Morning Headlines: Wednesday, September 23, 2015
NC Senate To Take Up $2B Bond Proposal, With Implications For Winston-Salem Project
There appears to be agreement among House and Senate leaders on what projects would be paid for if a $2 billion bond package is approved by voters. There also seems to be consensus on when that referendum will be held.
But the proposal could have a big impact on the completion of Winston-Salem’s Northern Beltway.
The Senate prepared to vote Wednesday for the first time on a bond bill legislators want to pass before they adjourn this year's session, likely next week.
Nearly half of the debt proceeds would go to construction projects on University of North Carolina campuses, with another $350 million benefiting community colleges. The Senate proposal would place a statewide question on the ballot during the presidential primary, which is expected to be March 15.
North Carolina Lawmakers Back Economic Incentives Agreement
A package of economic incentives sought a year ago from Gov. Pat McCrory's administration is just one General Assembly vote away from his desk.
The House gave tentative approval Tuesday to the "North Carolina Competes" initiatives, which is anchored by changes to the Job Development Investment Grant program. The Senate gave its final unanimous approval Tuesday to the compromise. Senators gave preliminary approval by a similar margin Monday night.
The House is expected to consider giving final approval Wednesday.
Former Representative Howard Coble In Intensive Care
Former U.S. Representative Howard Coble is currently in critical condition at a hospital intensive care unit.
The 84-year-old Coble is on a ventilator at Moses Cone Hospital in Greensboro after complications from skin cancer surgery two weeks ago.
Fox8 reports he was admitted to the hospital on Sept. 8 for surgery to remove skin cancer lesions and a lymph node.
A family member says said that not long after the procedure, Coble developed complications with his breathing and was put on a ventilator.
He now may need long-term care indefinitely.
Coble, who is from Greensboro, is a former U.S. Representative for North Carolina's 6th congressional district, serving from 1985 to 2015.
First Student To Integrate Greensboro School Dies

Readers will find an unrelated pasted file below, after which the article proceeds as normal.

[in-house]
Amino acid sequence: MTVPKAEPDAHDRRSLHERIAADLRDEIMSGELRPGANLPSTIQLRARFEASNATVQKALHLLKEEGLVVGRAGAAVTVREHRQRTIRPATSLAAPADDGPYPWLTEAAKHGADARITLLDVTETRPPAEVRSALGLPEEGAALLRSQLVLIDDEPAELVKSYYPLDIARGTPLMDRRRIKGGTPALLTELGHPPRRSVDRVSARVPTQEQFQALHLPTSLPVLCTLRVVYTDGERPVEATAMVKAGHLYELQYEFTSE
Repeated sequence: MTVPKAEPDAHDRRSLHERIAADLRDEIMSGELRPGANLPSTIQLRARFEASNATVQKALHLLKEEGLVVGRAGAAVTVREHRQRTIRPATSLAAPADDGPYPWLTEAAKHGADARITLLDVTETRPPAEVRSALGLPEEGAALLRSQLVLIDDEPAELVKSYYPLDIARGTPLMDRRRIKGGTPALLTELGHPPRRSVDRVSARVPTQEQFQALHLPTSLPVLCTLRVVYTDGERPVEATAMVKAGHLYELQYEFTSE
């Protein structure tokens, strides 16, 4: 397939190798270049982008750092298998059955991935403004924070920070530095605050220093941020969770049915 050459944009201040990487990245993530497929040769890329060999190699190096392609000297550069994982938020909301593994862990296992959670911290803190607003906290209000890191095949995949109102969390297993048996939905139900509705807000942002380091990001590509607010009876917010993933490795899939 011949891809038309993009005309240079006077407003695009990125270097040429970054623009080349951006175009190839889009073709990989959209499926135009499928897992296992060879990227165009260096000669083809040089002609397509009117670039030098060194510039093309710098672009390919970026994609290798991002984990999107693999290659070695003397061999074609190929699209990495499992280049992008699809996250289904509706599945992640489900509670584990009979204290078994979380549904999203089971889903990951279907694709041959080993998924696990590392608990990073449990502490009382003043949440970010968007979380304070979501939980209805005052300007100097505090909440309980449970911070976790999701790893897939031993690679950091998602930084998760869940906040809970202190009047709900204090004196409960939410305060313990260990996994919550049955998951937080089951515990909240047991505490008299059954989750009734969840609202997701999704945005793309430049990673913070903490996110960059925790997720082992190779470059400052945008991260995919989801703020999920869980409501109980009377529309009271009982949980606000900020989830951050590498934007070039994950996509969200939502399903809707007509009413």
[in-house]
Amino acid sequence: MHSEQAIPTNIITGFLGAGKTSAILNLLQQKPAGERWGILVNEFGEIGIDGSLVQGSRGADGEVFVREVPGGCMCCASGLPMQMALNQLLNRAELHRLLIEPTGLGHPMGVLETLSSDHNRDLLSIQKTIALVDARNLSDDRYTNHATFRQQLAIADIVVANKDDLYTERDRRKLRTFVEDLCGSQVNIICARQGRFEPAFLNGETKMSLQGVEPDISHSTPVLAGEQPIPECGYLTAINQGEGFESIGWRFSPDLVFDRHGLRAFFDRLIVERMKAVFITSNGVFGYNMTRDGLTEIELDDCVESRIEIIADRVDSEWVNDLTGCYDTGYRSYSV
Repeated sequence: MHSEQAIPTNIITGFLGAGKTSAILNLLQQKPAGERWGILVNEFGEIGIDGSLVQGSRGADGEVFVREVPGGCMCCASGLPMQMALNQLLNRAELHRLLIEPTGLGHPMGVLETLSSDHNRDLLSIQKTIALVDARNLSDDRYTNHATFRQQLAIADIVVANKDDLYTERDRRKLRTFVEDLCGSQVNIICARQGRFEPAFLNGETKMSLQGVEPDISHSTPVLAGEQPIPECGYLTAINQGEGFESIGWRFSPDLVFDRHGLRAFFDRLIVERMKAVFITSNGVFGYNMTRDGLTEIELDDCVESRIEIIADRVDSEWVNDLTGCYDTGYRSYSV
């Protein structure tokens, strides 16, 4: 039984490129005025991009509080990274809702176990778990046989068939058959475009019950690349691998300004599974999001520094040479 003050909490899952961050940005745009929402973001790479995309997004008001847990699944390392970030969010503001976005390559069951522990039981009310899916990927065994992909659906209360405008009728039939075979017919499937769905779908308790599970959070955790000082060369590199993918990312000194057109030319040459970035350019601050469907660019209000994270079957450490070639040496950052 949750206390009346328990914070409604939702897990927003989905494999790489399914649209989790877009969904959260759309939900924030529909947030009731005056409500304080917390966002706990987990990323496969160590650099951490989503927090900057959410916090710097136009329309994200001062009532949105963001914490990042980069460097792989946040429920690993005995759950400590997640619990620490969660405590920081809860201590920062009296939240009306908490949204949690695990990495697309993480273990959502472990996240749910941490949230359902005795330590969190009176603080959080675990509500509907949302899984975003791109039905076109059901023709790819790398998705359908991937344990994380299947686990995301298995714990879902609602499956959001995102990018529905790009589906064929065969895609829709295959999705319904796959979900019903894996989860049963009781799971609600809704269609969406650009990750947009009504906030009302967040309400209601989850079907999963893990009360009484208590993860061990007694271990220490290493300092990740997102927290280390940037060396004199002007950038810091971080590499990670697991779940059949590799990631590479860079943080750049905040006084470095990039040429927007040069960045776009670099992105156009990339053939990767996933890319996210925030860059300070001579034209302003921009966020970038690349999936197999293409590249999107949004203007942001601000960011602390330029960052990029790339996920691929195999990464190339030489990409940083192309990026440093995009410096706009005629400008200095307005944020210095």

Josephine Boyd Bradley, who integrated Greensboro’s Grimsley High School nearly six decades ago, has died in Atlanta. She was the first black student to integrate a school in the Southeast.
Following the landmark Brown vs. Board of Education decision in 1954 she was the first student to integrate a school from Louisiana to Virginia. She first attended Greensboro Senior High School, now Grimsley, on Sept. 4, 1957.
She later said that she was scared, but holding her mother’s hand gave her strength.
Bradley had grown up in a small black community off Pisgah Church Road. Her doctoral dissertation was based on her Grimsley experience.
She served as a professor of African American studies at Clark Atlanta University.
The funeral for Josephine Boyd Bradley is Saturday at Metropolitan United Methodist Church in Greensboro.
Lexington Man Wins Record NC Lottery Prize
A roofer and handyman from Lexington has a chance to give up his tools after winning the largest scratch off prize in North Carolina lottery history.
The N.C. Education Lottery says Dale Summey and his wife, Robin, claimed the top prize of $10 million in the new Ultimate Millions game. It's the seventh largest overall prize won by a North Carolinian in the lottery.
Players can choose to take the prize as an annuity, receiving $500,000 a year for 20 years, or as a lump sum of $6 million. Summey and his wife chose the lump sum and, after state and federal taxes were withheld, they took home $4.1 million.
Summey bought the winning ticket in Thomasville and held onto it for four days before discovering he had won.